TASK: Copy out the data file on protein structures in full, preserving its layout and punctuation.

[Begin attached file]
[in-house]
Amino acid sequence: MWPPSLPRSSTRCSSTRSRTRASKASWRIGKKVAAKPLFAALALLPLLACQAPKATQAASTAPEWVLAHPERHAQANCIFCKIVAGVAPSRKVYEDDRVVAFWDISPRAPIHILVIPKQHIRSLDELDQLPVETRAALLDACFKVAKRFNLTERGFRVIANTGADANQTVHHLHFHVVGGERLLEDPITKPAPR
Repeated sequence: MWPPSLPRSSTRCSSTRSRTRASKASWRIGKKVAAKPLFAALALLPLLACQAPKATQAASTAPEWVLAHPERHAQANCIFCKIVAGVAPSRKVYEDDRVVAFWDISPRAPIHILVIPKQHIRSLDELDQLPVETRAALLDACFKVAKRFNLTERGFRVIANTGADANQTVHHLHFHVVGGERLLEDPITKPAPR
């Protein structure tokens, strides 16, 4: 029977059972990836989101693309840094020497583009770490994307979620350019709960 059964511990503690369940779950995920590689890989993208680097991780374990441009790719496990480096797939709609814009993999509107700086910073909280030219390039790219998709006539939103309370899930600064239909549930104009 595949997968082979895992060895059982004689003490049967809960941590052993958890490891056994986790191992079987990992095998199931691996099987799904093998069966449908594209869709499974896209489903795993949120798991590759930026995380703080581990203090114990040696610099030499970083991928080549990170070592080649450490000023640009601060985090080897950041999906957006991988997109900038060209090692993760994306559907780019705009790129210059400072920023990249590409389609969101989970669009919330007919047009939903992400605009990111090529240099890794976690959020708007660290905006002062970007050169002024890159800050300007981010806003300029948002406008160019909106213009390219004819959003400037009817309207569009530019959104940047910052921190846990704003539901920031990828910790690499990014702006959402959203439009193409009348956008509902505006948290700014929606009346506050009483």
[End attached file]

[in-house]
Amino acid sequence: MWPPSLPRSSTRCSSTRSRTRASKASWRIGKKVAAKPLFAALALLPLLACQAPKATQAASTAPEWVLAHPERHAQANCIFCKIVAGVAPSRKVYEDDRVVAFWDISPRAPIHILVIPKQHIRSLDELDQLPVETRAALLDACFKVAKRFNLTERGFRVIANTGADANQTVHHLHFHVVGGERLLEDPITKPAPR
Repeated sequence: MWPPSLPRSSTRCSSTRSRTRASKASWRIGKKVAAKPLFAALALLPLLACQAPKATQAASTAPEWVLAHPERHAQANCIFCKIVAGVAPSRKVYEDDRVVAFWDISPRAPIHILVIPKQHIRSLDELDQLPVETRAALLDACFKVAKRFNLTERGFRVIANTGADANQTVHHLHFHVVGGERLLEDPITKPAPR
């Protein structure tokens, strides 16, 4: 029977059972990836989101693309840094020497583009770490994307979620350019709960 059964511990503690369940779950995920590689890989993208680097991780374990441009790719496990480096797939709609814009993999509107700086910073909280030219390039790219998709006539939103309370899930600064239909549930104009 595949997968082979895992060895059982004689003490049967809960941590052993958890490891056994986790191992079987990992095998199931691996099987799904093998069966449908594209869709499974896209489903795993949120798991590759930026995380703080581990203090114990040696610099030499970083991928080549990170070592080649450490000023640009601060985090080897950041999906957006991988997109900038060209090692993760994306559907780019705009790129210059400072920023990249590409389609969101989970669009919330007919047009939903992400605009990111090529240099890794976690959020708007660290905006002062970007050169002024890159800050300007981010806003300029948002406008160019909106213009390219004819959003400037009817309207569009530019959104940047910052921190846990704003539901920031990828910790690499990014702006959402959203439009193409009348956008509902505006948290700014929606009346506050009483």